Serial.println(msg);
```
• substring(from, to): Returns a substring starting at index from and ending just before to
• For example, we extract the first 4 letters of a string:
```String greeting = "Hello, World!\n";
String sub = greeting.substring(0, 4);
```
• Similarly, we extract characters 7 to 12, but not including 12:
```sub += greeting.substring(7, 12);
```
 `H` `e` `l` `l` `o` `,` ` ` `W` `o` `r` `l` `d` `!` `\n` 0 1 2 3 4 5 6 7 8 9 10 11 12 13
• When finished, we print the message we extracted with `substring()`:
```Serial.println(sub);
```
• trim(): Removes any leading and trailing whitespace.
```String padding = "  text  \n";
Serial.println("For the string \"" + padding + "\"");
String msg = "the number of characters is ";
Serial.println("Before trim() " + msg + padding.length());
Serial.println("After trim() " + msg + padding.length());
```
• The `trim()` function is useful for removing line endings when reading strings from the serial port
```String inStr = Serial.readString();
inStr.trim();
Serial.println(inStr);
```

#### Example Code Calling String Member Functions

 ```1 2 3 4 5 6 7 8 9 10 11 12 13 14 15 16 17 18 19 20 21 22 23 24 25 26 ``` ```#include using namespace std; void setup() { Serial.begin(9600); Serial.println("Enter a string"); } void loop() { if (Serial.available()) { // Demonstrate input String inStr = Serial.readString(); Serial.println("For the string \"" + inStr + "\""); String msg = "the number of characters is "; Serial.println("Before trim() " + msg + inStr.length()); inStr.trim(); Serial.println("After trim() " + msg + inStr.length()); // Demonstrate substring() String greeting = "Hello, World!"; Serial.println("For the greeting: " + greeting); String sub = greeting.substring(0, 4); sub += greeting.substring(6, 12); Serial.println("The substring greeting is: " + sub); } } ```

#### Check Yourself

1. True or false: an object is a data type that can have functions associated with it.
2. To call a function that is part of an object, between the object name and the function name we code a ________.
3. The following code displays ________.
```String message = "Hi mom!";
Serial.println(message.length());
```
1. `2`
2. `6`
3. `7`
4. `"Hi mom!"`
4. For the following string variable, the function call that extracts "mom" is ________.
```String message = "Hi mom!";
```
1. `message.substring(3, 6)`
2. `message.substring(2, 6)`
3. `message.substring(3, 5)`
4. `message.substring(2, 5)`

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### Comparing Characters and Strings

• Character data can be evaluated using relational operators
• Relational operators are useful for making alphabetic comparison between characters, like:
```if ('A' < 'B')
```
• Since C++ stores characters as numbers using ASCII codes, the computer is actually comparing numbers
• Remember that letters nearer to the start of the alphabet have lower numerical values than later letters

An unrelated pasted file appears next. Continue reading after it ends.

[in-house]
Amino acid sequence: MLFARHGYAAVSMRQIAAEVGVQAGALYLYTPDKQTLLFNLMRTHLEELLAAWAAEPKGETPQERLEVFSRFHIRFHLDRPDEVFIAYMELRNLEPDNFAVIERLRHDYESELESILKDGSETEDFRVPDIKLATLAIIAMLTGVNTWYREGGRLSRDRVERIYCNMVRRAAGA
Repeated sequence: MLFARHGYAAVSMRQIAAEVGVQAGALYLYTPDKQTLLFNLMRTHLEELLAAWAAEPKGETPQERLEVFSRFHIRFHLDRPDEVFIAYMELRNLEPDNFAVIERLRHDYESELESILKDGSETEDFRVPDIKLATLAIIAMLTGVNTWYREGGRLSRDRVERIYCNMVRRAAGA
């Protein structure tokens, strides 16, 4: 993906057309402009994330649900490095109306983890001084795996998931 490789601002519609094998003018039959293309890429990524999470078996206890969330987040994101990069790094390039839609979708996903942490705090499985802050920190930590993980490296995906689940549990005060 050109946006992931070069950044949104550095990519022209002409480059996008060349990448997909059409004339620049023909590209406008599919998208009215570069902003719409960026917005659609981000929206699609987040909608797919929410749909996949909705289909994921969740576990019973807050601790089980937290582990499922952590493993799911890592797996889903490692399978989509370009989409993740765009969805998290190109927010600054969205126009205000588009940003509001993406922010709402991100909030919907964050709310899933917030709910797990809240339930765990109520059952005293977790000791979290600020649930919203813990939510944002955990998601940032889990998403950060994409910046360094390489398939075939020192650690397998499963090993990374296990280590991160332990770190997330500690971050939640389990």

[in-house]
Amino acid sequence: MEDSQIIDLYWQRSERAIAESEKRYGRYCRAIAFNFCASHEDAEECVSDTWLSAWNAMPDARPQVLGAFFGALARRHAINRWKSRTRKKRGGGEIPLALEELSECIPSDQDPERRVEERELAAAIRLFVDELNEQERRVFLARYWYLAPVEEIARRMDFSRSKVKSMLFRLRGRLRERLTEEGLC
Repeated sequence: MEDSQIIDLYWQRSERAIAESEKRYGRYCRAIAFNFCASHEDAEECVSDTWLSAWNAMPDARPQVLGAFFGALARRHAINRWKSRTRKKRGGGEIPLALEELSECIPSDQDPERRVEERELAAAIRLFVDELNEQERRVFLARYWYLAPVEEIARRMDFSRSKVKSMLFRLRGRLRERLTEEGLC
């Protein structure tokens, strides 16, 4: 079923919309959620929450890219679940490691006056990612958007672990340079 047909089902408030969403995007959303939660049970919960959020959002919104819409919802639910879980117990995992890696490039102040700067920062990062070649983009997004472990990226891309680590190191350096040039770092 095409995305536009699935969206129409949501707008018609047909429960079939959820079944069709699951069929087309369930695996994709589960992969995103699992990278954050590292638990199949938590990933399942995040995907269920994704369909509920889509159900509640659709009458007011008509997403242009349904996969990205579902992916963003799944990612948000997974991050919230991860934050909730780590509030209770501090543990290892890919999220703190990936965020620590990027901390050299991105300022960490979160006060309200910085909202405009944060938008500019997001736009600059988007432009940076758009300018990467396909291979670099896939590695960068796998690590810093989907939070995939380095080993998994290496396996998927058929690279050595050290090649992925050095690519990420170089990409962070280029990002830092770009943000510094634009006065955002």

• Thus a numerical comparison can decide the alphabetical order of characters

#### Example Program Comparing Characters

 ```1 2 3 4 5 6 7 8 9 10 11 12 13 14 15 16 17 18 19 20 21 22 23 24 25 26 27 28 29 30 31 ``` ```void setup() { Serial.begin(9600); char chOne = 'A'; char chTwo = 'B'; String sp = "'"; // to start print statements if (chOne == chTwo) { Serial.println(sp + chOne + "' == '" + chTwo + "'"); } if (chOne != chTwo) { Serial.println(sp + chOne + "' != '" + chTwo + "'"); } if (chOne < chTwo) { Serial.println(sp + chOne + "' < '" + chTwo + "'"); } if (chOne <= chTwo) { Serial.println(sp + chOne + "' <= '" + chTwo + "'"); } if (chOne > chTwo) { Serial.println(sp + chOne + "' > '" + chTwo + "'"); } if (chOne >= chTwo) { Serial.println(sp + chOne + "' >= '" + chTwo + "'"); } } void loop() { } ```

#### Comparing Strings

• We can compare strings using relational operators as well
• C++ compares two strings using lexicographical order (a.k.a. alphabetical order)
• Lexicographical order means the comparison is based on the alphabetical order of component letters
• For example, "car" is less than "cat":
 `c` `a` `r` `c` `a` `t`
• Also, "car" is less than "card"
 `c` `a` `r`
 `c` `a` `r` `d`
• We can test string comparisons in the following example program

#### Example Program Comparing Strings

 ```1 2 3 4 5 6 7 8 9 10 11 12 13 14 15 16 17 18 19 20 21 22 23 24 25 26 27 28 29 30 ``` ```void setup() { Serial.begin(9600); String strOne = "car"; String strTwo = "cat"; if (strOne == strTwo) { Serial.println(strOne + " == " + strTwo); } if (strOne != strTwo) { Serial.println(strOne + " != " + strTwo); } if (strOne < strTwo) { Serial.println(strOne + " < " + strTwo); } if (strOne <= strTwo) { Serial.println(strOne + " <= " + strTwo); } if (strOne > strTwo) { Serial.println(strOne + " >= " + strTwo); } if (strOne >= strTwo) { Serial.println(strOne + " >= " + strTwo); } } void loop() { } ```

#### Check Yourself

1. The result of evaluating the following relational expression is ________.